Despite that lack of expertise, Dumesnil remained undaunted when it came to bringing NARRATORS to the web. For him, just the task of getting it from script to screen was an incredible accomplishment. The importance of hard work, especially by those who do it no matter what obstacles they face, is what inspires him as a filmmaker.

“I see far too many people who give up, or don’t even try. Having a job in mathematics, I’ve always felt I needed to work just a little bit harder than everyone else to prove I can be creative. So I admire and am inspired by anyone who realizes that putting in effort is worth it,” says Dumesnil, who adds: “I’m always trying to make new stuff. Whether it be films, or a novel, or a podcast, or live shows. I’m always happiest when I’m busy making something new.”

Yet, he says, those friends made all the difference when it came time to roll the cameras. “I’m lucky enough to be surrounded by talent. The actors and voice actors I use all come from a pool of friends and colleagues that I’ve worked with in the past. I could go on and on about how each person you see and hear on this show deserve much more praise and attention than I, but we should probably keep the interview moving.”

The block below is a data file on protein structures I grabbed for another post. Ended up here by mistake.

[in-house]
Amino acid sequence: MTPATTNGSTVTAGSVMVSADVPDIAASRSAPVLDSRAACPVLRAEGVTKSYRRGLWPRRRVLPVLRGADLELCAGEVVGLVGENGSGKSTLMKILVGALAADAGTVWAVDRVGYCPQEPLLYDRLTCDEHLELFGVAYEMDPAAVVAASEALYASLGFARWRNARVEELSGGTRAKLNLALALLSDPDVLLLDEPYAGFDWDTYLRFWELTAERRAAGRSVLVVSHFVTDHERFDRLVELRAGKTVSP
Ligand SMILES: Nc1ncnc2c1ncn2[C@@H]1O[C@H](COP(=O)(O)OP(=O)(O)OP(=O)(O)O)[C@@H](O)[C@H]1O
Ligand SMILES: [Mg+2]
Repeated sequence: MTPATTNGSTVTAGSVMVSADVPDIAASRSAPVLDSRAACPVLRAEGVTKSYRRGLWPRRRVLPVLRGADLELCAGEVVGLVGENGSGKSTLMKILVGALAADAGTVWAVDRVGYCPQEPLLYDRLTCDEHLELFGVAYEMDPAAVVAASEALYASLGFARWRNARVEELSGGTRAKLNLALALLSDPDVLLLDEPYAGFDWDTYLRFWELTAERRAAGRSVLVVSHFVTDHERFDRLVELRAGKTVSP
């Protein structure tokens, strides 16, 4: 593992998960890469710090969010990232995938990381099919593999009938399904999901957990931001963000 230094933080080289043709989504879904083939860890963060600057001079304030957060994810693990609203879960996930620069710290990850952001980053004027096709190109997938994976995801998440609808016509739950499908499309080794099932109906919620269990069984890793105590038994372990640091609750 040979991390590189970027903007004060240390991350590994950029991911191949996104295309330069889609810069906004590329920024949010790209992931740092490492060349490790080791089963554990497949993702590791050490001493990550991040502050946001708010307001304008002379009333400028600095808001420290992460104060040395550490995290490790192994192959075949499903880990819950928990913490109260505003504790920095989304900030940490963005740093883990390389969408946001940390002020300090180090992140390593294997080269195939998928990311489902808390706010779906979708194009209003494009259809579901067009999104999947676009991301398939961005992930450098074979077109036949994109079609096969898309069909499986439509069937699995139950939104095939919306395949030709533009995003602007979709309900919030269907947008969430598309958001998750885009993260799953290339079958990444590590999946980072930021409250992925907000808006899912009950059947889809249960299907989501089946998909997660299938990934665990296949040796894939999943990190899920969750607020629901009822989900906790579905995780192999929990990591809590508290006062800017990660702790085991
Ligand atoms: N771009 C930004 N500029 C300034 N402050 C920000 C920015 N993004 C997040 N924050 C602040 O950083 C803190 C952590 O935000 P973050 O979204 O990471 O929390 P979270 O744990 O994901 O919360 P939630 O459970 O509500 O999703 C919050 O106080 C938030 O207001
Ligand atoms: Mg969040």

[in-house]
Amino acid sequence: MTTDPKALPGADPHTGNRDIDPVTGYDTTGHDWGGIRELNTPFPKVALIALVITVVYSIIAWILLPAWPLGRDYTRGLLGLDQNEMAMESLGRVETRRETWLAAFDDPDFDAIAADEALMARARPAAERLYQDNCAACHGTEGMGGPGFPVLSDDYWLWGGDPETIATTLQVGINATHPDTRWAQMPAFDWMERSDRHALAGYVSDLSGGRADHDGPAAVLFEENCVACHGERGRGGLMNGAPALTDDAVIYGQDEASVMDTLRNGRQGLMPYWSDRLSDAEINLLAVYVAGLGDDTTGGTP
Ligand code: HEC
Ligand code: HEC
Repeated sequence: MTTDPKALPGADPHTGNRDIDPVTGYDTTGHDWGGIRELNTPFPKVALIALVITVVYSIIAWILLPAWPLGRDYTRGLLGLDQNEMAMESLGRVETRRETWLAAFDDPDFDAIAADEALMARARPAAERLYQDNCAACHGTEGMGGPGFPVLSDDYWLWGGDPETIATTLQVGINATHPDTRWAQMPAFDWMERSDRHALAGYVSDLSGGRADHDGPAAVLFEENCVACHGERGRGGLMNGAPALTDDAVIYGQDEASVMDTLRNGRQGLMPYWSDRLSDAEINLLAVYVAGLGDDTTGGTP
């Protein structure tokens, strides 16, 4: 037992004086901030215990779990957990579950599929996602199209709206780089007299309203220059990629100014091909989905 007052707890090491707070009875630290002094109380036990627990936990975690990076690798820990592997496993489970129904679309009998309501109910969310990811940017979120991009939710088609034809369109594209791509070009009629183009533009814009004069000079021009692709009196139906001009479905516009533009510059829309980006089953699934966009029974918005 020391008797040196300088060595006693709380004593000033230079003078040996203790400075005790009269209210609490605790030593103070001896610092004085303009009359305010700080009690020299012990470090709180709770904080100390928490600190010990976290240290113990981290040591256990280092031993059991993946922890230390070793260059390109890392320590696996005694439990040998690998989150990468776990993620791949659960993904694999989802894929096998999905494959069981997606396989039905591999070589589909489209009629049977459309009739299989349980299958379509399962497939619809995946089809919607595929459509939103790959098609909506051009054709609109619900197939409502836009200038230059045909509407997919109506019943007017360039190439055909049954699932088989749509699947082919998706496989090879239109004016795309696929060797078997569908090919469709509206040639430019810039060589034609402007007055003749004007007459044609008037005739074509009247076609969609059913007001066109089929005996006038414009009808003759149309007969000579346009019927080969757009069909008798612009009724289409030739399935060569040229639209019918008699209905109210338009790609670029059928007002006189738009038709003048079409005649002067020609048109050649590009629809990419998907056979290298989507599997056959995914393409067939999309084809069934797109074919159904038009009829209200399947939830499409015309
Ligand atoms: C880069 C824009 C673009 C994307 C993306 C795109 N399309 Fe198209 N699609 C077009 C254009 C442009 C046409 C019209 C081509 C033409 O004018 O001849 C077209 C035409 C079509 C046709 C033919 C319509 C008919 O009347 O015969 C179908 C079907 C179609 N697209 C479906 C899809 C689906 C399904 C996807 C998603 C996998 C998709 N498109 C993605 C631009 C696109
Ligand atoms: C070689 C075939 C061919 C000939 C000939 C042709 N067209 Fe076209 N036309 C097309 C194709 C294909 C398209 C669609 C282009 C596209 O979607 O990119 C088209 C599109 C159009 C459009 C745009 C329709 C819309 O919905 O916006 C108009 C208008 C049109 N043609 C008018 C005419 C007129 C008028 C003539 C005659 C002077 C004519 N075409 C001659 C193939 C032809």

That talent worked wonders on production of the show’s first episode, despite the usual difficulties that came with New Orleans’ notorious atmospheric conditions as spring approached.

“We lucked out with the weather being nice, and not having any technical issues. The one big headache we had, in the pilot, was shooting the scene with Luke and Mike on the steps in front of the house. There were bugs biting us through that scene, and the traffic on the nearby road made the audio a nightmare.”